It is important for young swimmers to learn that within defeat, there is often a victory.
“While every child needs to win sometimes if they are to gain satisfaction from swimming, the fact remains that in a 10 person or 8 person swimming race, there will only be one winner in each heat or final, so a majority of swimmers will not experience winning in each race.
One should not be taught to win every time, or to be resigned to losing; rather, children and adults should be taught to expect both and to cope with both.
It is very important for young swimmers to learn that within defeat, there is often victory; an improved time, a personal best, the attainment of a short term goal or the contribution of points towards the team’s point score at a local swim meet.
Coaches and parents should remember that the occasional defeat is as important to an individual’s development as the occasional victory is. Some coaches avoid strong opponents when choosing swim meets. I do not agree with this. To limit a child to the field of victory is to deny the child the chance to develop the capability to deal gracefully with defeat or coming second.” extract from Swimming for Parents (recommended for all parents of competitive swimmers aged 8 to 14 years)
Selecting Appropriate Swim Meets
Most coaches select swim meets appropriate for a swimmers ability level and age group. By competing at these selected meets, swimmers will learn how to win and how to lose. A good rule of thumb each season is to select competitions in a ratio as follows:
• 3 swim meets where a swimmer will be successful by winning medals or ribbons or receive some sort of reward. Winning is important and if a swimmer never gets to win or place they will never learn how to.
• 2 swim meets where a swimmer will have to work hard for success, swim fast to make a final or get the placing they would like.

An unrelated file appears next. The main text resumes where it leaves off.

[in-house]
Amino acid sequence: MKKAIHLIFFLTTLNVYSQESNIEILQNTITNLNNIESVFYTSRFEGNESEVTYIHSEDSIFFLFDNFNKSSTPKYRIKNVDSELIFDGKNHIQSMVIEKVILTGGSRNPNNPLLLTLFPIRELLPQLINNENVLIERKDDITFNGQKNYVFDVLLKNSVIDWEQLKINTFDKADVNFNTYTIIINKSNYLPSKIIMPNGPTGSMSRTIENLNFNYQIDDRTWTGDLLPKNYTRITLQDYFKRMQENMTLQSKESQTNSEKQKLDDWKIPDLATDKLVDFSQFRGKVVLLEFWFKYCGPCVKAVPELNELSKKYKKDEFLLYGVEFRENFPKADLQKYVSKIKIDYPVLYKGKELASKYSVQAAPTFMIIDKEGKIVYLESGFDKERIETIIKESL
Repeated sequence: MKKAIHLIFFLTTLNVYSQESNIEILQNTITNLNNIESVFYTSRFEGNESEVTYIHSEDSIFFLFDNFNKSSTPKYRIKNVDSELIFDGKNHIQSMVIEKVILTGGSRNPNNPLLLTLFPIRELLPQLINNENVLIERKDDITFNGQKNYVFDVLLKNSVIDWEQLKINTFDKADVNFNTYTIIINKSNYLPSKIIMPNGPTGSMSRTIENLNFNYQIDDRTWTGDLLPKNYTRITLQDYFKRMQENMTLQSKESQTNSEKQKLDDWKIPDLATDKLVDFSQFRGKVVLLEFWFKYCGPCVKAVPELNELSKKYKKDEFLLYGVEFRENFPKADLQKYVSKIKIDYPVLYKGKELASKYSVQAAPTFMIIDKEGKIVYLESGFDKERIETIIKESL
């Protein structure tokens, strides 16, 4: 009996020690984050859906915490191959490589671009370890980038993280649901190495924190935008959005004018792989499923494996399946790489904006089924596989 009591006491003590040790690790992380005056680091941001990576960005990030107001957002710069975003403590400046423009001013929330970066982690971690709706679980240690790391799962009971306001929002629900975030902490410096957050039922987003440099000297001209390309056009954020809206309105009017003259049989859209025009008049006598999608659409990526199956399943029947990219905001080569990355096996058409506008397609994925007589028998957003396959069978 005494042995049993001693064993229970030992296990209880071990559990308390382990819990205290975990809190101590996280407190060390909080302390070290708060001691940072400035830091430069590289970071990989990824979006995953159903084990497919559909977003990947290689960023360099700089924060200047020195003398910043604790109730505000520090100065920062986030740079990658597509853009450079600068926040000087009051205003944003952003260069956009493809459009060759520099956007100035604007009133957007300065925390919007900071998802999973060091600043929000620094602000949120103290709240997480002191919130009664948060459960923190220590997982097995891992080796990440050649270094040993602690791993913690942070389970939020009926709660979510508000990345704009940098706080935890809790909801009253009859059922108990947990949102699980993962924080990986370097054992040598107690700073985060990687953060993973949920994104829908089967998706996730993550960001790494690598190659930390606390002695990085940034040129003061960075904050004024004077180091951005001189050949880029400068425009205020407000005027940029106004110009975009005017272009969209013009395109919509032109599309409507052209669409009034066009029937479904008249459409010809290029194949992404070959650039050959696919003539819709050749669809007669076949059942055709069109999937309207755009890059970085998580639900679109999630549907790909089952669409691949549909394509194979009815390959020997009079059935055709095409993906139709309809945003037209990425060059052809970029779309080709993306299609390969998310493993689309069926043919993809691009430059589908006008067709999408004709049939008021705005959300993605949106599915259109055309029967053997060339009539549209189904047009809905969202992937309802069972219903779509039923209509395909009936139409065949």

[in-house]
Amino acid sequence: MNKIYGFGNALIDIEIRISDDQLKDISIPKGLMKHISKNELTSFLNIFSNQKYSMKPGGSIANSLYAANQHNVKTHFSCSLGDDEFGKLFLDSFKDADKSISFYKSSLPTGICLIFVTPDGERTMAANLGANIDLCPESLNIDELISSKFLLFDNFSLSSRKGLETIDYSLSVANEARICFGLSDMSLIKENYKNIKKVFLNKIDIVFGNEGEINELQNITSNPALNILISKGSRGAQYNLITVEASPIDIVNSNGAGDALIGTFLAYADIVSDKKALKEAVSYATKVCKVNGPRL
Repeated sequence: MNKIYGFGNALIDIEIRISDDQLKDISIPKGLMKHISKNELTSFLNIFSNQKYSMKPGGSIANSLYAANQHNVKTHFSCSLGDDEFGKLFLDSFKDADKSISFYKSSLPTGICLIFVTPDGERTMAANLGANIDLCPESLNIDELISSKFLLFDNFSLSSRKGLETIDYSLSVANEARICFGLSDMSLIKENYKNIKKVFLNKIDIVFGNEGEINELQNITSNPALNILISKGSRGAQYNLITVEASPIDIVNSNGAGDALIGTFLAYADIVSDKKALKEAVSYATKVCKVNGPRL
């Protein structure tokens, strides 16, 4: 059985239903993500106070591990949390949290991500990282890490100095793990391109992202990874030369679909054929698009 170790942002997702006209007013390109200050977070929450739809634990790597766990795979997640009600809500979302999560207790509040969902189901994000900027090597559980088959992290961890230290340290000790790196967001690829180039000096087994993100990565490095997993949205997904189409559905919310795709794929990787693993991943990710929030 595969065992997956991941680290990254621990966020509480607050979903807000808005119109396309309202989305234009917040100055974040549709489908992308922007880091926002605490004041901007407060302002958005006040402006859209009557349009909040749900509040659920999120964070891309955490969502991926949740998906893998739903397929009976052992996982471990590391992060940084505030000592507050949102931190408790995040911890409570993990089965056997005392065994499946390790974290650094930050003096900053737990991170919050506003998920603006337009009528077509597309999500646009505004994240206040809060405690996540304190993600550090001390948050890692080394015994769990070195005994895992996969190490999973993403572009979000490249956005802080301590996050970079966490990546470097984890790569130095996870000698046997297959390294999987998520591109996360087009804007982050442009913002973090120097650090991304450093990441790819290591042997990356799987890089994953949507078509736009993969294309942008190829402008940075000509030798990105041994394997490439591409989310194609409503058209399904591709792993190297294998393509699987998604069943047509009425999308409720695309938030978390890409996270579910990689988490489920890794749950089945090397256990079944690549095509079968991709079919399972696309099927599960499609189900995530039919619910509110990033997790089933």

• 1 swim meet where they are swimming out of their league, where the competition is fast and they have to work hard and focus on themselves.
This combination will provide swimmers with the experiences of winning together with the challenge of tough competition and how to focus on themselves when racing.
The Double Goal Coach
In his book ‘The Double Goal Coach’, Jim Thompson talks about displacing the win-at-all-cost model of coaching and parenting and replacing it with the “Double-Goal Coach who wants to win (goal #1), but even more importantly, is committed to using sports to teach positive character traits and life lessons to young athletes (goal #2).”
“The real value in youth sports is teaching the kinds of character lessons that are learned from striving on the field – lessons that bear ultimate fruit years later in a person’s profession, values, citizenship responsibilities, and family life.” Jim Thompson
In regards to winning, Thompson explains that “It would be nice if we lived in a non-competitive world, but we don’t. There’s nothing wrong with competition. Learning to compete effectively is virtually a necessity in our society… Trying to win holds the whole sports experience together. It creates the opportunity for great things to happen.”
He is however totally opposed to the win-at-all-cost mentality that has come to dominate youth sports today. This book is a terrific read for coaches and parents and is highly recommended.